Guys vs Men

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  • Topic: Dave Barry, Man, The Miami Herald
  • Pages : 2 (663 words )
  • Download(s) : 903
  • Published : October 4, 2010
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Dave Barry is a Pulitzer Prize-winning humorist whose syndicated column appears in more than 500 newspapers. Barry’s published works, totaling more than 25, include ‘Stay Fit and Healthy until You’re Dead’ (1985), ‘Dave Barry Hits Below the Beltway’ (2001), and ‘Dave Barry’s Complete Guide to Guys: A Fairly Short Book’ (1995). The preface to Barry’s book ‘Dave Barry’s Complete Guide to Guys: A Fairly Short Book’, ‘Guys vs. Men’, is his perspective on the difference between “Guys” and “Men.” While both words no doubt bring to mind an image of a human male, they are very different in there description of that male. First, guys like to buy “neat” things that they don’t really need. Also, guys like a really pointless challenge. Last, but not least, guys are not very good at communicating their intimate feelings.

What does Barry mean when he says “neat” things? Well here is an example. Guys will go to the store with the intention of buying a plain old spatula. They will return with an electric spatula that doubles as a potato peeler, and can also mix drinks. Barry explains that, while the products have no practical use, guys will buy them because they seem cool and exciting. Some examples Barry uses include “Star Wars, the recreational boating industry, monorails, nuclear weapons, and wristwatches that indicate the phase of the moon.” Barry infers that, while a guy may only need a basic item, he will buy the top of the line one just because it makes him feel more like a guy. And in the presence of other guys, a simple conversation can lead to a challenge.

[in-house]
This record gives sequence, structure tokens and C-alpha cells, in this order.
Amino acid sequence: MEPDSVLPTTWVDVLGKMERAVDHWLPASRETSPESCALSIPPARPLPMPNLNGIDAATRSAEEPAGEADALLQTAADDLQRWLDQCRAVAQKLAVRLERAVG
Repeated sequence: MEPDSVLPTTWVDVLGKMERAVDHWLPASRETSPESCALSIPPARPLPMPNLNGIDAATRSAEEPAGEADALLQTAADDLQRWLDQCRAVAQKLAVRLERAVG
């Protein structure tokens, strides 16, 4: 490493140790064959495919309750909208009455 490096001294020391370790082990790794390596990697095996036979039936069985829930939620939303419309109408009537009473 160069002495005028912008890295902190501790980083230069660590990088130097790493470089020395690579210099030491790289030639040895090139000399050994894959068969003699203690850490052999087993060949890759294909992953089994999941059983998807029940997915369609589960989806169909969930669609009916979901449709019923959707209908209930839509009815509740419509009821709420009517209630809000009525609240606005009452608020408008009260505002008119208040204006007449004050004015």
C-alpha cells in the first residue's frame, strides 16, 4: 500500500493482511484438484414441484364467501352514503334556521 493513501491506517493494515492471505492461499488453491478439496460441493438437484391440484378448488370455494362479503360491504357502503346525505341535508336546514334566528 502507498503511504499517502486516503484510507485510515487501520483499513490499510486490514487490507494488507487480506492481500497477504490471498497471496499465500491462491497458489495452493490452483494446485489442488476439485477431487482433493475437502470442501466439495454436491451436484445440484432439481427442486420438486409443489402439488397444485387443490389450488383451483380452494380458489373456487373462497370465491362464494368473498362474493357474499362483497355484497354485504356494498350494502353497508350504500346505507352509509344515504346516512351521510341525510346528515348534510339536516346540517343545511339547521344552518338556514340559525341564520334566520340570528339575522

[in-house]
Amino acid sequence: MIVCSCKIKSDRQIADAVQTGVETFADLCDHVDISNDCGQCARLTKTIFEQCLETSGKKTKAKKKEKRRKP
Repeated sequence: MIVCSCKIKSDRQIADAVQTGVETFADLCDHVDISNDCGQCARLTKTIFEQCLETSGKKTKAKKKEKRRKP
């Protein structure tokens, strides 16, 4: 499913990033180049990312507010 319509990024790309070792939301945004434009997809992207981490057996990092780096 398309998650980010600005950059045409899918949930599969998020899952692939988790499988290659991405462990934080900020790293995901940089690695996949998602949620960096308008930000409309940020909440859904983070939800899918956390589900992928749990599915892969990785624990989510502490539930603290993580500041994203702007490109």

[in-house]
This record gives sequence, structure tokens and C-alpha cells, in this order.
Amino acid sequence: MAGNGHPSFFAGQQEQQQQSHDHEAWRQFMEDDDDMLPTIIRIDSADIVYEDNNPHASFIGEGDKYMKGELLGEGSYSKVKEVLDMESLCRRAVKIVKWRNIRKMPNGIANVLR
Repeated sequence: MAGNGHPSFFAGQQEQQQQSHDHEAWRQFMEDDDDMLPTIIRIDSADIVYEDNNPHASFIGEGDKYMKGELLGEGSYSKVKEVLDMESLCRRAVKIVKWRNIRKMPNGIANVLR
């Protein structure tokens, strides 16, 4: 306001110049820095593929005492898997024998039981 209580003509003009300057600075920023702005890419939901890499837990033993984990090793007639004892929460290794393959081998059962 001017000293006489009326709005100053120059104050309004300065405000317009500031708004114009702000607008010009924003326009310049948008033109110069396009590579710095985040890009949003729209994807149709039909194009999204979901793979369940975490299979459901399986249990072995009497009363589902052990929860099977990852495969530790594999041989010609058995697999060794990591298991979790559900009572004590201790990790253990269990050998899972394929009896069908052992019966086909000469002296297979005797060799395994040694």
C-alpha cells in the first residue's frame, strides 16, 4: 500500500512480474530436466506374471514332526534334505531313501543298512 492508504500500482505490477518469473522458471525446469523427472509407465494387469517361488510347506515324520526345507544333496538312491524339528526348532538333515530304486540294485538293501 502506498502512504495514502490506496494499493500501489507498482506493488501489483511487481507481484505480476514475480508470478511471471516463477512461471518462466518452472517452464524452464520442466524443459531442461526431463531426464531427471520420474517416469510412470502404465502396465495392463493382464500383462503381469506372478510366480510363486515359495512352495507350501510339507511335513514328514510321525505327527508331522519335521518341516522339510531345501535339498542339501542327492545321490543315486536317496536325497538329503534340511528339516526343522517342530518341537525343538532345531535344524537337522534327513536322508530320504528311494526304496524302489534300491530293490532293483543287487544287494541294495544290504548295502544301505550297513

Simply saying that guys enjoy a really pointless challenge does not fully cover this part of “Guyness.” Barry discusses an incident that occurred while he was working for the Miami Herald. He explains that one of his guy coworkers was writing an article about a star high school football player who could run the forty-yard dash in 4.38 seconds. That article lead his coworkers to begin discussing how fast each...
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